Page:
PATTY: I was with Justice House, and they changed the name to Blood Scent, and it was published in 2001 I believe.
NANCY: How did it feel to hold your first published book?
PATTY: Oh, it was an experience. I think every author will tell you that. It was a culmination of everything you’ve dreamed about and everything you’ve hoped for.
NANCY: Right now you are just doing eBooks correct?
PATTY: Yes, I have made the decision that all future books will be eBooks only. Now if there’s a big call for it, I might put out a paper copy.
NANCY: When you put out a paper copy-you can actually hold that in your hands. But you can’t really hold an eBook the same way, so does it feel just as good when one it published?
PATTY: Oh, sure it does.
NANCY: Once you became a published writer, did it change the way you wrote at all?
PATTY: No, not at all.
NANCY: How easy/hard is it to name your characters?
PATTY: That’s the first thing that initiates a story for me, the character and her name immediately, I can't go anywhere without it. And I cannot begin a story without a title. You couldn't even force me to write a thing without a title.
NANCY: From talking to you, I am assuming that the Brenda Strange name came from your comic book roots?
PATTY: The Brenda Strange series is something I've wanted to do for a long time. I wanted to write a haunted house story. I wanted to have a psychic or paranormal/supernatural private investigator. I have a deep love/fascination for Princess Diana, and all of that came together. The name Brenda Strange, I love to play with names. It is a model of Dr. Strange, from the Marvel comic book and the Brenda part is from the old Sunday comic strip. There was one called Brenda Starr, Star Reporter. She was basically a reporter always getting into some kind of trouble. I liked those strips, and so I said, Ok, Brenda Strange. I thought it was cool, thought it blended, had a certain sound to it, a certain mystery and mystique to it.
NANCY: Now her initials, B.S., was that on purpose or purely an accident?
PATTY: Totally an accident, but I think it’s cool.
Something else I want to mention, because a lot of people don't know this, I am such a big Dark Shadows fan. You have to look for it, but in every one of my books, except The Secret of Lighthouse Pointe, there will be, either in somebody's name, the name of a book, or something, is a reference to Dark Shadows. Either a character's name or the real actor/actress’s name, a combo of a first and last name, an address, but there is always something to do with homage to Dark Shadows. Not many people are aware of that.
NANCY: Another question about So Dead My Love. It says that it is the first book in a trilogy. Are you still planning on writing the other two?
PATTY: I have three chapters written in book two, and that is all. But it is one of those books that as we discussed, I allowed to get away from me. And I don’t know. It's lost somewhere in my head and my interest in it is lost too. I don't know if I will ever get back to finish the trilogy. Like I said, I have three chapters written, and they look really good. I don't know, maybe I've lost the allure of writing the vampire stuff, maybe because so much of it is being done now.
NANCY: We talked earlier about you being self published, when did you change and why?
PATTY: Justice House and Barclay Books were terrible experiences, and they really, really soured me. Then I went with Bella Books for Tangled and Dark, and The Missing Page. Things just didn’t work out between myself and Bella Books. At that time, self publishing was just coming into the forefront and more was being done with it. Although it had a great stigma attached to it, I said, 'Why not'. I had So Dead My Love, and I was able to put out MY version of it. That’s why what you see now that it's called Author’s Choice. It, along with the title, had been changed when I was with Justice House. I wrote Ximora, the latest Brenda Strange, and decided to go the self publishing route. I love the freedom and will continue to self publish. I’ll never go contract again, unless one of the big guys, (Random House/St. Martin’s Press) come knocking. Then I might consider it.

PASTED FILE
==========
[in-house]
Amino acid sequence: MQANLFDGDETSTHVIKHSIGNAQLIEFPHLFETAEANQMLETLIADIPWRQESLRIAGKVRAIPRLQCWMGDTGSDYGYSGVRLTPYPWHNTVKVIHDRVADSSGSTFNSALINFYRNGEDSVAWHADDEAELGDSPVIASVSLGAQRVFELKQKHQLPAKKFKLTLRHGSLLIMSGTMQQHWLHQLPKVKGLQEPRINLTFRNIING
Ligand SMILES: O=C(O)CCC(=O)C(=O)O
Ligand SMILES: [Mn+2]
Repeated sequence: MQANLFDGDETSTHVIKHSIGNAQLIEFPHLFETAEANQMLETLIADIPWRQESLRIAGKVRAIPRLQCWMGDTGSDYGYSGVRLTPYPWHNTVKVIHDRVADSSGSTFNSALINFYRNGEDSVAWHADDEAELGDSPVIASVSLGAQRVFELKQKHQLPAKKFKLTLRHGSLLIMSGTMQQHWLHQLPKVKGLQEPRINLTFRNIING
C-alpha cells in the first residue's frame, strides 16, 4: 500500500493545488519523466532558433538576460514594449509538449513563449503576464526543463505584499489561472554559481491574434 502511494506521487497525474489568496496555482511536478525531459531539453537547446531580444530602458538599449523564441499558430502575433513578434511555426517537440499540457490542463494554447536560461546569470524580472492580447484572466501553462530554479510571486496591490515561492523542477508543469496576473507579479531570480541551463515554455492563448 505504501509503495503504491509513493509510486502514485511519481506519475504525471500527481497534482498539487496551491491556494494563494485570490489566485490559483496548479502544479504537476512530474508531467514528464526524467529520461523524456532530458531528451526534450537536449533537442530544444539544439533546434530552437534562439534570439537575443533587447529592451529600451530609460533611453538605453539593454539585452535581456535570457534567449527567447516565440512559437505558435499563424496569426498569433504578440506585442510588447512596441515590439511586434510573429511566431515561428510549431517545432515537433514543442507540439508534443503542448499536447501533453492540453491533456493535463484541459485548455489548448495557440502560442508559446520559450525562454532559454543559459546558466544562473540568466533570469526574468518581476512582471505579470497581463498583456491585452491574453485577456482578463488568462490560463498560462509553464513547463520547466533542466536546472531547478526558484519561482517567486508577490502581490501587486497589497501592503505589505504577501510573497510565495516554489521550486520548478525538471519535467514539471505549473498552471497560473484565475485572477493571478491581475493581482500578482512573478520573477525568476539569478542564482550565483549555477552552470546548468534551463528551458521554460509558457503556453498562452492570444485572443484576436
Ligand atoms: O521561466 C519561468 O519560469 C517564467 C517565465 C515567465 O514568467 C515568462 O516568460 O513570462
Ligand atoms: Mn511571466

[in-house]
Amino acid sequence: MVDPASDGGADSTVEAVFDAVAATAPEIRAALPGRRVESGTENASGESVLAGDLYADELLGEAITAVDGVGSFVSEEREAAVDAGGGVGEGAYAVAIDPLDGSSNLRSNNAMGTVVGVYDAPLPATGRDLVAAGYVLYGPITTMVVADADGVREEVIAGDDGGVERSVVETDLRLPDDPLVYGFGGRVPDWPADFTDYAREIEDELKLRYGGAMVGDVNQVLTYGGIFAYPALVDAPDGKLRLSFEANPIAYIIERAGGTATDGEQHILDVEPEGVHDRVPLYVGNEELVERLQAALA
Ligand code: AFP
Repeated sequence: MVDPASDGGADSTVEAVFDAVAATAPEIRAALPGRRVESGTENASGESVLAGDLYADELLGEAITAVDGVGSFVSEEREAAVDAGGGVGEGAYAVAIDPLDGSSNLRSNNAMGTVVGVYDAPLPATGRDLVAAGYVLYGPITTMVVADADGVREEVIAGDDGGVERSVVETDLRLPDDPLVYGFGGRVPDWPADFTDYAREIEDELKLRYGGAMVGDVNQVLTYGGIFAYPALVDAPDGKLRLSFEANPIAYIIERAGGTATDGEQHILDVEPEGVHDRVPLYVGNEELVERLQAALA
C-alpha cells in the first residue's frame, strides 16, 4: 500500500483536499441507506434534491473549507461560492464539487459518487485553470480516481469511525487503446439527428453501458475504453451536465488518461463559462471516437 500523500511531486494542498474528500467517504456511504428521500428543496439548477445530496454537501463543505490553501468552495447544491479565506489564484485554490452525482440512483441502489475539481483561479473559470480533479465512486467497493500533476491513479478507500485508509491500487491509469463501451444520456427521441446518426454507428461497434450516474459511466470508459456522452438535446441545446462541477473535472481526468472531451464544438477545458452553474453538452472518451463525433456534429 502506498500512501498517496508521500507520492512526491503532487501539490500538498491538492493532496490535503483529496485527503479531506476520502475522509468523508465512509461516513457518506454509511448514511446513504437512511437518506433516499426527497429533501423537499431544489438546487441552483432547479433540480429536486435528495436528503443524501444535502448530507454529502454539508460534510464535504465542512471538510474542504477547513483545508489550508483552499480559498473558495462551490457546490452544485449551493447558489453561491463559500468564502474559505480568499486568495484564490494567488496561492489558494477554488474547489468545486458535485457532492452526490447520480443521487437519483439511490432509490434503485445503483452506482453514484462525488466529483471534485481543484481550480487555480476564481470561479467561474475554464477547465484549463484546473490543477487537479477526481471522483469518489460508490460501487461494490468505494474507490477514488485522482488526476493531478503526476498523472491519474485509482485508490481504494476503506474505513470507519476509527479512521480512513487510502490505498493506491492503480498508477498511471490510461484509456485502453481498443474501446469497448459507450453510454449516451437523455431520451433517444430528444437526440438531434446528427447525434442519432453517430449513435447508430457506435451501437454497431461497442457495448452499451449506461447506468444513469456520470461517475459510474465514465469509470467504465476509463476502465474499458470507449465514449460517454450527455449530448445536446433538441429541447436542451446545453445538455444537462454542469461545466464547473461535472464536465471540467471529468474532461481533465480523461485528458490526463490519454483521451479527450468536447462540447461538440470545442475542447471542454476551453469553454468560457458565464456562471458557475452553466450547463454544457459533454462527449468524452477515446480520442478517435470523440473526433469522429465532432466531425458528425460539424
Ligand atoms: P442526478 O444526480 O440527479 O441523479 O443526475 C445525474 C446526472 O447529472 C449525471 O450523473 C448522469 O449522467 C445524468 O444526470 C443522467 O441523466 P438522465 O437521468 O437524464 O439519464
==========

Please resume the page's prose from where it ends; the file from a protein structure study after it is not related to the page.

NANCY: You mentioned that you edit as you go, do you also have beta readers and editors? Or do you do everything yourself?
PATTY: I used to have a really good beta reader, (of course that was my ex.) but I don’t now. I am very, very careful. I self edit a lot. My products, my books have to be as good, if not better than what the lesbian publishers are putting out. I have editors, but no beta readers. I had a less than satisfactory experience with one beta reader, so I just forgot about them.
I have been through two different editors, because financially, I couldn’t afford my first editor that I had. So a friend of mine, who does editing, did The Secret of Lighthouse Pointe. Overall, I was happy with her work, so I will hopefully continue to use her.
While Patty might not find herself entertaining or interesting, I found both to be true during the interview. We spent a lot of time laughing during this, and I can’t wait to be able to talk with her again.
I would really love to have a sample of her Dark Zodiac writing. Hey, Patty, I am a Taurus…hint, hint…LOL
After talking with Patty, I HAD to order The Secret of Lighthouse Pointe. She was just so enthused about it, I had no choice. I am about half way thru it and I am loving it. By the time I posted this interview, I finished reading The Secret of Lighthouse Pointe. Just a word of caution for’those’ of you who have not read the book yet: you will not be able to put this book down once you?start!!
I also ordered, So Dead My Love, the cover just drew me in and I had to have it. To top this, a friend has a copy of the Justice House version, so I cannot wait to compare the two. While the Justice House cover is cool, hands down, her version is much cooler!